Rule #3 – Adapt your font to people with poor sight
You don’t want to cut off the considerable portion of the audience simply because they weren’t able to see the letters on your webpage or business card. Getting readability 100% right and making text inclusive for everyone is a nearly impossible task; yet, there are shortcuts.
General guidelines to font inclusivity:
- Respect spacing. If you face the choice between a too narrow or too wide font, it’s safer to go for the second option. Going too wide is better for people with weak eyesight since the letters are more comfortable to identify.
- Choose bold fonts. The majority of them have the following variations – normal, medium, bold, extra bold, and black. Bold and Extra Bold are the best choices – the medium one is not visible enough, while black makes the letters challenging to understand.
- Avoid excessively round styles. Take a look at the Happy Monkey at the picture below – see how wide the letters seem to be? It makes the text seem long; even if readers understand the letters, they won’t grasp the meaning behind them.
To keep your fonts accessible to all readers, remember that you should care not about individual letters but the bigger picture – words and sentences. If people can’t get the meaning behind the symbols, your work ends up wasted.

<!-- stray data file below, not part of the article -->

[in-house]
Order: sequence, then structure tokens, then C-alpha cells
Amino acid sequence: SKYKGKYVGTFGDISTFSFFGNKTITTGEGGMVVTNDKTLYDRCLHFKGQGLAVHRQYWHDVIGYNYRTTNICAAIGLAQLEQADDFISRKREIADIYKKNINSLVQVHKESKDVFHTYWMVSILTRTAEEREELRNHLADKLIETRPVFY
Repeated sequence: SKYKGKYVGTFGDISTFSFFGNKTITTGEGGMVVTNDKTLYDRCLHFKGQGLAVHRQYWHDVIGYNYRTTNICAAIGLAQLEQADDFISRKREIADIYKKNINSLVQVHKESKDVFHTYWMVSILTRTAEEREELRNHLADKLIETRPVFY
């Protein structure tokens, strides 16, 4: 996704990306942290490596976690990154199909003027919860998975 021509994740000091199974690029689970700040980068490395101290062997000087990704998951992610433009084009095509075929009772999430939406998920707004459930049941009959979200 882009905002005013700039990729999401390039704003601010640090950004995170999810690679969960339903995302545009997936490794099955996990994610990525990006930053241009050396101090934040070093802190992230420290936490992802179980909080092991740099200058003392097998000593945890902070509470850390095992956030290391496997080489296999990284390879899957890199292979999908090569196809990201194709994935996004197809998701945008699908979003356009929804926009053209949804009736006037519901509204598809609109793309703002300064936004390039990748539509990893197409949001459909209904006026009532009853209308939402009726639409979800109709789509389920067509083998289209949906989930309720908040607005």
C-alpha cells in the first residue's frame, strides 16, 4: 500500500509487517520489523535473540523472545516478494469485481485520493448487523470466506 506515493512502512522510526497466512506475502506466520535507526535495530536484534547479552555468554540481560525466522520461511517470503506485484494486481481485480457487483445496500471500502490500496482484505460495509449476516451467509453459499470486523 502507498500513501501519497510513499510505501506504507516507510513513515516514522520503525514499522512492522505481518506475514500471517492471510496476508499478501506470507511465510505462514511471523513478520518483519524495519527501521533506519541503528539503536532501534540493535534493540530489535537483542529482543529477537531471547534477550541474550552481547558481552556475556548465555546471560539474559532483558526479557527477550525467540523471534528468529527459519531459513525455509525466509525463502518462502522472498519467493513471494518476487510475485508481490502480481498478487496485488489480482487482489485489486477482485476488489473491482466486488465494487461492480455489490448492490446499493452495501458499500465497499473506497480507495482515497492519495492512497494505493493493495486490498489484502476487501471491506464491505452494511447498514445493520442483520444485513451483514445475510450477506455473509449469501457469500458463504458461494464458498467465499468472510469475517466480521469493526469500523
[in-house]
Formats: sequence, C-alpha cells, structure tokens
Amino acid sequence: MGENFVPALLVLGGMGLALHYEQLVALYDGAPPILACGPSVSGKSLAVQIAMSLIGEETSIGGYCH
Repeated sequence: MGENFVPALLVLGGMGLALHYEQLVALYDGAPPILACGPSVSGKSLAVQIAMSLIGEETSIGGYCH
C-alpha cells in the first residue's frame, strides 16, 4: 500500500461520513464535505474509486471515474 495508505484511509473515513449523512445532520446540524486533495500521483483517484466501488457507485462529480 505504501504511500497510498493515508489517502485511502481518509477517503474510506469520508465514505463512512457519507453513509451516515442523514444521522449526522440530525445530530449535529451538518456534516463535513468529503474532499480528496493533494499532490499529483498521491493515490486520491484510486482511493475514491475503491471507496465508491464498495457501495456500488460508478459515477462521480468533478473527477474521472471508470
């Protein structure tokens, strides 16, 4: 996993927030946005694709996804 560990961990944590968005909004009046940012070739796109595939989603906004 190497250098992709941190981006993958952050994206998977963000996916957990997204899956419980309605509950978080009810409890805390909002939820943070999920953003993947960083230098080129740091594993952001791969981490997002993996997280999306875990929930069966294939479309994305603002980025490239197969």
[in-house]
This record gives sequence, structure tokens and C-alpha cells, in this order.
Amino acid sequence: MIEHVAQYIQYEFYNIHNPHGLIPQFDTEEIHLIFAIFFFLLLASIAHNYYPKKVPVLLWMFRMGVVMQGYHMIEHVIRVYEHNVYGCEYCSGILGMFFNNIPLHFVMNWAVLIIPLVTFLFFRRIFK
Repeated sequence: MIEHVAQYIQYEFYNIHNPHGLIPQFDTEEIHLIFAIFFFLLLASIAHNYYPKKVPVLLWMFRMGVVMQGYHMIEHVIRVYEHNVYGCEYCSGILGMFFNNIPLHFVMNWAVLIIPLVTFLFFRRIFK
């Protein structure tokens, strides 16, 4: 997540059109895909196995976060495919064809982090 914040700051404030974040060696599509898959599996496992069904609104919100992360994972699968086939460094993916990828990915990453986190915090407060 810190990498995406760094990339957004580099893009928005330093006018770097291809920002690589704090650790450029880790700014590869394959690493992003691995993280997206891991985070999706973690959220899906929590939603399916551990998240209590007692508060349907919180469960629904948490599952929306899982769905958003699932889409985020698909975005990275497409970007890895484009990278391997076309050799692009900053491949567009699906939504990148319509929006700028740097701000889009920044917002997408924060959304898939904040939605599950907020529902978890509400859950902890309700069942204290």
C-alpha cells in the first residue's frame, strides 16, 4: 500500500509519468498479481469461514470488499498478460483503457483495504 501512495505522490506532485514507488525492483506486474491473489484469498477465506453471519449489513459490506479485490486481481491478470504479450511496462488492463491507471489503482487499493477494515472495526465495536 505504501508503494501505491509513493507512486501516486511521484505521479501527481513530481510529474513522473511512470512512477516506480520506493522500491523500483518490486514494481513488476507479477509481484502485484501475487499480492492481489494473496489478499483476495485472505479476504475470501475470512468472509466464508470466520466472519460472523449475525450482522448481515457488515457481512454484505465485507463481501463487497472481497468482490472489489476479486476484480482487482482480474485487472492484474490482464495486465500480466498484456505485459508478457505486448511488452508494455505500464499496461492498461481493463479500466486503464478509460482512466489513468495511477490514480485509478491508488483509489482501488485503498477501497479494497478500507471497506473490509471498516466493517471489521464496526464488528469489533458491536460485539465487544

Rule #4 – ALL CAPS is a standard form for a readable headline
Did you notice that the majority of Youtube videos and reputable editorials choose CAPS for the main headline (H1)? In informal and official communication alike, CAPS attracts the reader’s attention and separates the headline from other page contents.
Why Not Do Headlines Like This?
Starting each word with a capital letter is acceptable for H2 and H3, but for the main headline, it’s generally a terrible idea. Eyes have to jump between different height levels. Readers have to switch from the capital and regular letters and end up missing out on the overall message.
there is another option
On certain exceptional occasions, keeping all letters small works well, too. You might’ve noticed this on Youtube videos – such formatting is common for storytimes and something-went-wrong type of content.
There is a logic behind this stylistic choice: small letters feel casual and informal. If you keep a friendly tone of communication with your audience and want to stand out from the competition, this is an excellent way of achieving the effect.